But Hillside supporters say her focus overlooks past funding inequities and the current needs of their school's students.
"Support for the school does not mean support for lower academic standards," says Giles. "Some of these kids are living with horrific home situations, and not showing sensitivity to that is not being realistic."
Michael Page, one of the district's three black school board members, agrees.
"Meeting the needs of these kids means responding to concerns from the community," he says. "Mr. Hicks is dealing with a population of kids who need special attention. Can we fault him for that?"
Hillside supporters say Hicks' higher-ups misuse statistics to indict him--and the school. They argue that any data, taken outside Hillside's unique context, paint only a very small corner of the picture.
For example, Hillside's average SAT score for 1999-2000 was 883. The state's "ABCs of Public Education" report includes only one SAT score, the schoolwide average, which in Hillside's case ranks it at the bottom of Durham's six high schools and 111 points below the district average.
But more detailed examination shows that Hillside's black students outperform black students at three other Durham high schools, with an average score of 868 points--seven points higher than the district average for all black students.
Hillside supporters point out that standardized tests generally favor affluent white students, so a predominantly middle- or high-income white school will score higher than a predominantly low-income black school--and national research backs them up.
One such study, compiled by the Civil Rights Project at Harvard University, promotes measuring school success by tracking progress within a school from year to year, rather than making comparisons across schools.
When that measure is used, a different picture of Hillside emerges. For example, the state ranked Hillside as "meeting expectations" in 1999-2000 and as "exemplary growth" the previous year. Even though fewer than 50 percent of its students met state standards in seven of 10 subject areas in 1999-2000, they were still found to be improving from year to year.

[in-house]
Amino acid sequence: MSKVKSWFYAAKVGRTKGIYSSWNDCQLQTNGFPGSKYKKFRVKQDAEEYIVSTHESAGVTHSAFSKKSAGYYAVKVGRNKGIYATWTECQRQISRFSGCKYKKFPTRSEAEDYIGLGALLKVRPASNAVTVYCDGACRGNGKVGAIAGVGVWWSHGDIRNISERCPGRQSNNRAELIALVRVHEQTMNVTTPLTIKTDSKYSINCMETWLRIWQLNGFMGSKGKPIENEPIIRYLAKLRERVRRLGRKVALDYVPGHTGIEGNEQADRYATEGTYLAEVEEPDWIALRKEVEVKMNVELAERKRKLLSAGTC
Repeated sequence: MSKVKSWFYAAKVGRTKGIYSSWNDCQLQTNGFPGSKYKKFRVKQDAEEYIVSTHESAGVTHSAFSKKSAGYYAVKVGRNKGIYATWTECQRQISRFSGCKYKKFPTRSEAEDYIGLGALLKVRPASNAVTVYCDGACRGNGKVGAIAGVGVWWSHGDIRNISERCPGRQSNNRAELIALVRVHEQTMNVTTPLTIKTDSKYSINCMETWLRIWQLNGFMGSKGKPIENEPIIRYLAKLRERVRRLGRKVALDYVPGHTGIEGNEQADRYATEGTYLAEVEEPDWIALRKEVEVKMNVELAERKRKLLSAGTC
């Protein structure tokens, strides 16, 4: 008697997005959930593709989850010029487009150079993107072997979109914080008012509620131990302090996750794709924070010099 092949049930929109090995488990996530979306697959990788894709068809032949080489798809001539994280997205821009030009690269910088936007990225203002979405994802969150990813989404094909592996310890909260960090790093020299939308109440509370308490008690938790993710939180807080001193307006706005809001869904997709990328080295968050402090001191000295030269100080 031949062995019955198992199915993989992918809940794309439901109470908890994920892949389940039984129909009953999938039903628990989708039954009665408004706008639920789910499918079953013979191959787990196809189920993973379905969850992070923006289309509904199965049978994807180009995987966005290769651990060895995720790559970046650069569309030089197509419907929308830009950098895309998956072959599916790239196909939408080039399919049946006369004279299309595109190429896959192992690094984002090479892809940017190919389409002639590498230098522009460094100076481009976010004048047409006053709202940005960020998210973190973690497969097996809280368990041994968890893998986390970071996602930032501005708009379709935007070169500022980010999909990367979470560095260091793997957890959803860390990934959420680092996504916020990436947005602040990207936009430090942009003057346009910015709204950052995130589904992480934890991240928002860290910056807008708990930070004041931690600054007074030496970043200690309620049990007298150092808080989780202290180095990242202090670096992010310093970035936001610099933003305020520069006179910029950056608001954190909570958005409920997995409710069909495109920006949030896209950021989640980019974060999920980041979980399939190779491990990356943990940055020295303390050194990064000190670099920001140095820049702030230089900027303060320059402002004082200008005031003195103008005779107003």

"None of us, black or white, disagree with being better," notes Sharrock, whose son is a sophomore. "We just disagree with the idea that we aren't already very good."
Since Denlinger's February decision to transfer Hicks, his supporters have lobbied the school board, picketed, threatened to derail a $52 million school-bond issue this fall, cried for justice and just plain cried. But they haven't changed the superintendent's mind.
Last week, Hicks presided over what will likely be his last Hillside graduation. Surrounded by parents and blue-and-white-clad graduates showering him with hugs and flowers, he praised his students. He called for more resources for his school and lamented critics who tout the school's negatives and ignore its successes.
"If the state ABCs program is how you measure success and we've done it, what else can you ask for?" Hicks asked.
Over the next year, a committee will study what's next for Hillside. In the meantime, parents, teachers, students and alumni say they will continue to celebrate the many hues of their school and keep their focus on the issue of community control.
"We are a family united," Anne Slifkin, a white parent of a freshman in Hillside's IB program, told school board members recently. "We are a family that cares for all of its members. This is not a racial issue."